Twitter users send around 500 million tweets a day, an endless fire hose of information about how people feel, what they’re doing, what they know and where they are.
For epidemiologists and public health officials, it’s a potential gold mine of data, a possible way to track where disease is breaking out and how it spreads, as well as how best to help – but only if they can figure out how to find the useful signal amid all that noise.
The question is: How do you take these billions of messages, find the useful information and get it to people who can respond? says Mark Dredze, an assistant professor of computer sciences at Johns Hopkins University, who studies computational linguistics.
That’s a very big question, one whose difficulty has pushed many researchers away from the idea of using Twitter data, which they say is too messy and too uncontrolled compared with traditional methods of collecting health data, such as surveys and analyses of hospital visits. Others argue that, once we learn to effectively harness the data, Twitter’s very messiness (including the impulse to tweet what you had for breakfast or how annoying your runny nose is) will be what makes it an invaluable resource.
It’s like a pulse on the world, because people will just tweet whatever, whenever, explains Christophe Girraud-Carrier, an associate professor of computer science at Brigham Young University, who studies what he and his colleagues have dubbed computational health science. Poll answers are filtered by perception or memory; on Twitter, we’re actually observing real behavior in real time.
Using Twitter data has other advantages, Dredze says. For starters, it’s faster: It can take the Centers for Disease Control and Prevention about two weeks to publish findings, Dredze says.
Those numbers can additionally be delayed by the fact that a sickness doesn’t show up in statistics until someone goes to the hospital or does something else that causes the ailment to be reported.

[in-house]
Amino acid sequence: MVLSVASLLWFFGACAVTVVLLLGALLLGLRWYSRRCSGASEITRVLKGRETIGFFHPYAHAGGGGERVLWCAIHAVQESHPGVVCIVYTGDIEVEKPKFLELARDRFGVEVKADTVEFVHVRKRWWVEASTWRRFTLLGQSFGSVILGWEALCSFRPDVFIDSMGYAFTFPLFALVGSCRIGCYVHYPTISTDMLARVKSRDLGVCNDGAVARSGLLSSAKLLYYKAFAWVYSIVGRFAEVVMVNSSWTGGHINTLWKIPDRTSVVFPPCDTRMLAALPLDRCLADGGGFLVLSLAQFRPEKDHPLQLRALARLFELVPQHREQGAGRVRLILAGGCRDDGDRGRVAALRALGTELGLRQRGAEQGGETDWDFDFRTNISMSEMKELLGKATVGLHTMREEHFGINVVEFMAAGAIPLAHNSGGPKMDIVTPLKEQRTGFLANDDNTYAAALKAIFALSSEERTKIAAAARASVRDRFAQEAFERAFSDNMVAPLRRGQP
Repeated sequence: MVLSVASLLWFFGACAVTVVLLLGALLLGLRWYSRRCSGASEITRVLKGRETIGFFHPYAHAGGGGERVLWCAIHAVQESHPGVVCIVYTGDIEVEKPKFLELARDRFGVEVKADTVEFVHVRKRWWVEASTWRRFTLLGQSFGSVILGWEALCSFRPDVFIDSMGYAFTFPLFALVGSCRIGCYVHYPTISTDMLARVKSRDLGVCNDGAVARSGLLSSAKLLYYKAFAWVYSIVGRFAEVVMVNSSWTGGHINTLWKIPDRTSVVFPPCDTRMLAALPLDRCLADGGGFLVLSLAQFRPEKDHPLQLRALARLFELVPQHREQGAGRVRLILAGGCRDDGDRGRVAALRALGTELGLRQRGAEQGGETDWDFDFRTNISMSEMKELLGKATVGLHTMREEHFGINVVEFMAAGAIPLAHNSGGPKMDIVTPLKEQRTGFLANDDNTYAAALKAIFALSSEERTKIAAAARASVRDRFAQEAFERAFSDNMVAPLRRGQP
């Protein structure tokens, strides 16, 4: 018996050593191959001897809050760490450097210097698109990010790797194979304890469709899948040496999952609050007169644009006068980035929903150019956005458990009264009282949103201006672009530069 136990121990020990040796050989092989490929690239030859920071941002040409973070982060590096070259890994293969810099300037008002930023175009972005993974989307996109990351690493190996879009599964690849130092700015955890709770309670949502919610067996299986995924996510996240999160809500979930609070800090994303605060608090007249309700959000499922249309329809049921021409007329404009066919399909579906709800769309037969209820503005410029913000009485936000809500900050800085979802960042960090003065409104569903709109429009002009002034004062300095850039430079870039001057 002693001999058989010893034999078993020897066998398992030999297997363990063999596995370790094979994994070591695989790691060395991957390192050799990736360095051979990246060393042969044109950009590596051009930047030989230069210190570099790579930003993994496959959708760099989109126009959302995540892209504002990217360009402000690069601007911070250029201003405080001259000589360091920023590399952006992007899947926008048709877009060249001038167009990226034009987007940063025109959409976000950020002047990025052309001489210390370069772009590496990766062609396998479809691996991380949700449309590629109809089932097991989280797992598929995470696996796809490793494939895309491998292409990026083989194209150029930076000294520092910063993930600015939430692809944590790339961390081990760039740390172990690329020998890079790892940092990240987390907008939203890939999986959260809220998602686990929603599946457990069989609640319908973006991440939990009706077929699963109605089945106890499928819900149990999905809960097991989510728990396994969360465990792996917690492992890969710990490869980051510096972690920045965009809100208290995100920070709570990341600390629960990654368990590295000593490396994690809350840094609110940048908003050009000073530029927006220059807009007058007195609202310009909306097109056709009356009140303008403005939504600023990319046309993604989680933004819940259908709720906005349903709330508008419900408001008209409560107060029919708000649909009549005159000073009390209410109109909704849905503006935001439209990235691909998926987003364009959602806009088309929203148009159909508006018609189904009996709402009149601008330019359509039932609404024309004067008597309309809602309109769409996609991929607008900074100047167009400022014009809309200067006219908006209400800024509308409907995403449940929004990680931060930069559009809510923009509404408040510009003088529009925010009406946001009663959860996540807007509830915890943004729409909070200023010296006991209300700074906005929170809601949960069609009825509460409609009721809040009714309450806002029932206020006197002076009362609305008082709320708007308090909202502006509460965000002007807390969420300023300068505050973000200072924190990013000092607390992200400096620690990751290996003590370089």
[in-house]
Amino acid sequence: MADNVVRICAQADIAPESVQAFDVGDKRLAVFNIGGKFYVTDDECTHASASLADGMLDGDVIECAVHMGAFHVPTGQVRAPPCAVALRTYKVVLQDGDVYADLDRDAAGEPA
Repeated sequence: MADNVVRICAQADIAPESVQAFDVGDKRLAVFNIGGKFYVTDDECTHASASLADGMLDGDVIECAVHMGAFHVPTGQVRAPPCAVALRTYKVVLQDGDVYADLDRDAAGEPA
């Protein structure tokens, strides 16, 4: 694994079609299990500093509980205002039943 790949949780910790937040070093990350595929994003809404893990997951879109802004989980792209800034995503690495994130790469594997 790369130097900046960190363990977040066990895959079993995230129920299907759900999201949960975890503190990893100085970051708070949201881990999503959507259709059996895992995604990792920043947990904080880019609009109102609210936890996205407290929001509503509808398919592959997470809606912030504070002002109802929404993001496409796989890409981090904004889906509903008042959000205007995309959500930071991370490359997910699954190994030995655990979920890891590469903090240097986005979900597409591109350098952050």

Twitter, on the other hand, might reflect it the first morning someone wakes up with a sore throat. Speed can be a big advantage when tracking epidemics and emerging diseases, says Taha Kass-Hout, director of the CDC’s Division of Informatics Solutions and Operations. An emerging disease from Southeast Asia can be in your backyard in 12 to 14, maybe 24 hours. So you have to respect that.
Twitter can also provide a more detailed picture of where disease is breaking out, since many tweets are tagged with their locations. That, coupled with faster data, could help keep hospitals and clinics from getting overwhelmed in the middle of an outbreak: Even a few days’ notice that disease occurrences are spiking can mean being prepared with extra beds, staff or medicine. Detailed, location-specific data can also identify clumps of noncommunicable diseases – cardiovascular disease or Type II diabetes, for example – allowing health officials to focus education efforts in the areas that need it most.
Twitter is also in increasingly wide use, including in countries that don’t have effective public health tracking agencies. In that case, anything Twitter can provide – whether it’s fast, slow whatever – is really valuable, Dredze says.
Those advantages, coupled with the fact that researchers are getting better at tracking and analyzing useful information, mean that consensus is forming in the public health and health care communities that we really need to pay attention to social media, Kass-Hout says. However, he stresses that social media information is a complementary tool, rather than a replacement for more traditional methods of gathering information.
It also depends on validation, the ability to prove that data collected through Twitter have real-world accuracy.